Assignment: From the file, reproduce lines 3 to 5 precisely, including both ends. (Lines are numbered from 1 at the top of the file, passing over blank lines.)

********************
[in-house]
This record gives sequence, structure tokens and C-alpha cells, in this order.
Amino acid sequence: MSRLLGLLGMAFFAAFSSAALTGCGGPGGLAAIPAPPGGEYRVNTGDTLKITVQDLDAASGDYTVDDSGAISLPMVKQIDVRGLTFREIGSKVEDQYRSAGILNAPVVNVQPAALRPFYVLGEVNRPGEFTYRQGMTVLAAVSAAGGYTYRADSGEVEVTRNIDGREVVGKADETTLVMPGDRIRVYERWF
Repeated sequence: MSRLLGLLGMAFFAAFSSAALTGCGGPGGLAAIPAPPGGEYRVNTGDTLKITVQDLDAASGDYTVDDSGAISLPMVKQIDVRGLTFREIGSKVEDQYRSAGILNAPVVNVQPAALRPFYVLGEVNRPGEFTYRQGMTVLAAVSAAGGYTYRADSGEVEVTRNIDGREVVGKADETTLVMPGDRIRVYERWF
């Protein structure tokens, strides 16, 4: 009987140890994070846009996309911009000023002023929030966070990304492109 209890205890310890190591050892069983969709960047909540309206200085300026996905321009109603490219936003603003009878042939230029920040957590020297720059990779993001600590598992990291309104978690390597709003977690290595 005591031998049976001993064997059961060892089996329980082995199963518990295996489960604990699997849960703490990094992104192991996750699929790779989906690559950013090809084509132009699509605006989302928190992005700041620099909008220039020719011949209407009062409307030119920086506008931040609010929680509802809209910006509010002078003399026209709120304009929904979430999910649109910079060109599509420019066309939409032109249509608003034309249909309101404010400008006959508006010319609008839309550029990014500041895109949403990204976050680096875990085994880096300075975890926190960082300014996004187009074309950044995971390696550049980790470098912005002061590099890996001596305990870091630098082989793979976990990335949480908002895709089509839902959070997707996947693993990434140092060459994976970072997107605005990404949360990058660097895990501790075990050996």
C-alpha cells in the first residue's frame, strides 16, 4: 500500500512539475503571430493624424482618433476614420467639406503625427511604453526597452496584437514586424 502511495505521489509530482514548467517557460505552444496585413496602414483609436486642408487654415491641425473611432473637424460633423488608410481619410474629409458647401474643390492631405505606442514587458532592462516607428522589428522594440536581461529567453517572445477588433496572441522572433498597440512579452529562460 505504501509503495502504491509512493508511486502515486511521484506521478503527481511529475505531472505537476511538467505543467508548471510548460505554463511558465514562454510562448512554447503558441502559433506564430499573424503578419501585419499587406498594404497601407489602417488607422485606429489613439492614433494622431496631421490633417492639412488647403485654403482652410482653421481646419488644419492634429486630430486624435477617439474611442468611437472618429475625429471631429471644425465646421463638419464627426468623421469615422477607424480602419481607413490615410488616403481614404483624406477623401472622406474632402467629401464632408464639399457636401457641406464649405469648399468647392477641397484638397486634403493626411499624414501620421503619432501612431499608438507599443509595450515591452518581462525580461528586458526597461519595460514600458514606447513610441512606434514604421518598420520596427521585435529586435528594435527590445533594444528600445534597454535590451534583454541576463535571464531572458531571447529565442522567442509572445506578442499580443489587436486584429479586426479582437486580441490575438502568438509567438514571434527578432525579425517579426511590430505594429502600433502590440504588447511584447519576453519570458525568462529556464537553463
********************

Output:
Amino acid sequence: MSRLLGLLGMAFFAAFSSAALTGCGGPGGLAAIPAPPGGEYRVNTGDTLKITVQDLDAASGDYTVDDSGAISLPMVKQIDVRGLTFREIGSKVEDQYRSAGILNAPVVNVQPAALRPFYVLGEVNRPGEFTYRQGMTVLAAVSAAGGYTYRADSGEVEVTRNIDGREVVGKADETTLVMPGDRIRVYERWF
Repeated sequence: MSRLLGLLGMAFFAAFSSAALTGCGGPGGLAAIPAPPGGEYRVNTGDTLKITVQDLDAASGDYTVDDSGAISLPMVKQIDVRGLTFREIGSKVEDQYRSAGILNAPVVNVQPAALRPFYVLGEVNRPGEFTYRQGMTVLAAVSAAGGYTYRADSGEVEVTRNIDGREVVGKADETTLVMPGDRIRVYERWF
């Protein structure tokens, strides 16, 4: 009987140890994070846009996309911009000023002023929030966070990304492109 209890205890310890190591050892069983969709960047909540309206200085300026996905321009109603490219936003603003009878042939230029920040957590020297720059990779993001600590598992990291309104978690390597709003977690290595 005591031998049976001993064997059961060892089996329980082995199963518990295996489960604990699997849960703490990094992104192991996750699929790779989906690559950013090809084509132009699509605006989302928190992005700041620099909008220039020719011949209407009062409307030119920086506008931040609010929680509802809209910006509010002078003399026209709120304009929904979430999910649109910079060109599509420019066309939409032109249509608003034309249909309101404010400008006959508006010319609008839309550029990014500041895109949403990204976050680096875990085994880096300075975890926190960082300014996004187009074309950044995971390696550049980790470098912005002061590099890996001596305990870091630098082989793979976990990335949480908002895709089509839902959070997707996947693993990434140092060459994976970072997107605005990404949360990058660097895990501790075990050996």